Retrograde labeling in peripheral nerve research: it is not all black and white

J Reconstr Microsurg. 2007 Oct;23(7):381-9. doi: 10.1055/s-2007-992344.


Retrograde labeling has become an important method of evaluation for peripheral nerve regeneration after injury. We review the features of the commonly used retrograde tracers Fast Blue, Fluoro-Gold, and Fluoro Ruby in addition to the various application methods (conduit reservoir, intramuscular injection, and crystal powder application) and the techniques used to count stained neurons. Upon application of the staining techniques and dyes in a rat and mouse nerve injury model, Fluoro-Gold was found to stain the greatest number of neurons with all application methods. However, due to variability of staining intensity, neuron size, and background staining, it is difficult to count the stained neurons accurately. Fast Blue stains consistently using intramuscular injection in the mouse but fails to provide adequate staining using the muscle injection method in the rat model and shows high failure rates using the conduit reservoir technique. However, crystal dye application with Fast Blue to the cut nerve end provides excellent results. We believe that it is imperative to use the various tracers and application methods prior to their experimental use to develop a consistent standardized approach to retrograde labeling.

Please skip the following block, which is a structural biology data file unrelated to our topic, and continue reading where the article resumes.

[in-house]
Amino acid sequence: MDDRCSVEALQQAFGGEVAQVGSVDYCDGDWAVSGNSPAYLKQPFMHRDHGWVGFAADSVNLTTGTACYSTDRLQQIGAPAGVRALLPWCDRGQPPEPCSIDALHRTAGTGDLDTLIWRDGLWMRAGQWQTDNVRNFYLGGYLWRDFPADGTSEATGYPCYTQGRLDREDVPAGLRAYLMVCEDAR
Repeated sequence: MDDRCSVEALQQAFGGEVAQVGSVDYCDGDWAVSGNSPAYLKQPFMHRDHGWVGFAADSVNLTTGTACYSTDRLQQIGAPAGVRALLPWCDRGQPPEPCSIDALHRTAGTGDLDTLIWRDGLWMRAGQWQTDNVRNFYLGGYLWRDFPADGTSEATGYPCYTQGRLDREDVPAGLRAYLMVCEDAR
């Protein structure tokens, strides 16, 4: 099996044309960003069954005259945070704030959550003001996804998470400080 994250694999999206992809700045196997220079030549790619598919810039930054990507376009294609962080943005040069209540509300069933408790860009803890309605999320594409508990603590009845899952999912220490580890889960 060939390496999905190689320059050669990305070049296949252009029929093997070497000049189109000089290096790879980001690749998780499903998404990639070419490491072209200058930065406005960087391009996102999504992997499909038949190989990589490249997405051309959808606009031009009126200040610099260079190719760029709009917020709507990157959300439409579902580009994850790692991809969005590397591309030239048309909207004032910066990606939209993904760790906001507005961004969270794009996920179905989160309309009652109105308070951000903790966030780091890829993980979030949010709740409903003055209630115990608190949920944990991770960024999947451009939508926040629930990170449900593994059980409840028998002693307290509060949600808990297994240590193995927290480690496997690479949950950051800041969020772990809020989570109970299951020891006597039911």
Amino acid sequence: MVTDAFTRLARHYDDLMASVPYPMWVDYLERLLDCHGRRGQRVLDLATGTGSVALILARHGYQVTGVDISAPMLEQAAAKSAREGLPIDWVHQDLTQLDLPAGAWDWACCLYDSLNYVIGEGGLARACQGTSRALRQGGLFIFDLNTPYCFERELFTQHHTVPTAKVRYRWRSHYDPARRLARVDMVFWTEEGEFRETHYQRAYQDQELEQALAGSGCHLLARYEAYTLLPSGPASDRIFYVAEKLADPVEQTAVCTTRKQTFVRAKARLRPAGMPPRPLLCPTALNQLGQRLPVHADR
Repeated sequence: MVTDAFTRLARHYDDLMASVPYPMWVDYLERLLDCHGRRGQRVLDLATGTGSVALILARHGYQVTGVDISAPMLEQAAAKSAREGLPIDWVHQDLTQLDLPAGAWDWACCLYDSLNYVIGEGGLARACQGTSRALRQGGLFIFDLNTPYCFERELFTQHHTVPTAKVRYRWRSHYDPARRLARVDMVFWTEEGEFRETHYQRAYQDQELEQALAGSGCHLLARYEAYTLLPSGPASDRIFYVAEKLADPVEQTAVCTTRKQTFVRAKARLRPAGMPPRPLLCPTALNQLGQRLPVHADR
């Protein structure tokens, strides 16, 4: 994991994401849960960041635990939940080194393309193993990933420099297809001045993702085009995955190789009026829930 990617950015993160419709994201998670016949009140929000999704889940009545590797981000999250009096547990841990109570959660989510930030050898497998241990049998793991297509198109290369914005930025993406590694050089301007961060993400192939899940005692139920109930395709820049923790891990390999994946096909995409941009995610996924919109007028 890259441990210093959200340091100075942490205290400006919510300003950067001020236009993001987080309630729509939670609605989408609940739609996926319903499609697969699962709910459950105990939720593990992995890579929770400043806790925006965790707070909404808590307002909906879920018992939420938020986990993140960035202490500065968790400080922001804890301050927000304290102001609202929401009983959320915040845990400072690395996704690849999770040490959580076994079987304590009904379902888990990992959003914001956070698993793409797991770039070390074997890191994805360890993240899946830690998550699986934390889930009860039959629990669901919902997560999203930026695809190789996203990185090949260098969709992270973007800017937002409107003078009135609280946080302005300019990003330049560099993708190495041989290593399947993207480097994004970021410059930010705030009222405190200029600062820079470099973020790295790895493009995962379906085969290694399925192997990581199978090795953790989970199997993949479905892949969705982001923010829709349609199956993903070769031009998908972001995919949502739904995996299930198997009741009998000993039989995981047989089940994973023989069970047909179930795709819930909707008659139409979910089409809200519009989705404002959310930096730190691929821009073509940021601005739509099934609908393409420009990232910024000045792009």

Publication types

  • Research Support, N.I.H., Extramural
  • Research Support, Non-U.S. Gov't

MeSH terms

  • Amidines / pharmacokinetics
  • Animals
  • Axonal Transport / physiology*
  • Dextrans / pharmacokinetics
  • Fluorescent Dyes / pharmacokinetics*
  • Mice
  • Mice, Inbred C57BL
  • Nerve Regeneration / physiology*
  • Peripheral Nerves / physiology*
  • Rhodamines / pharmacokinetics
  • Stilbamidines / pharmacokinetics


  • 2-hydroxy-4,4'-diamidinostilbene, methanesulfonate salt
  • Amidines
  • Dextrans
  • Fluorescent Dyes
  • Fluoro-Ruby
  • Rhodamines
  • Stilbamidines
  • diamidino compound 253-50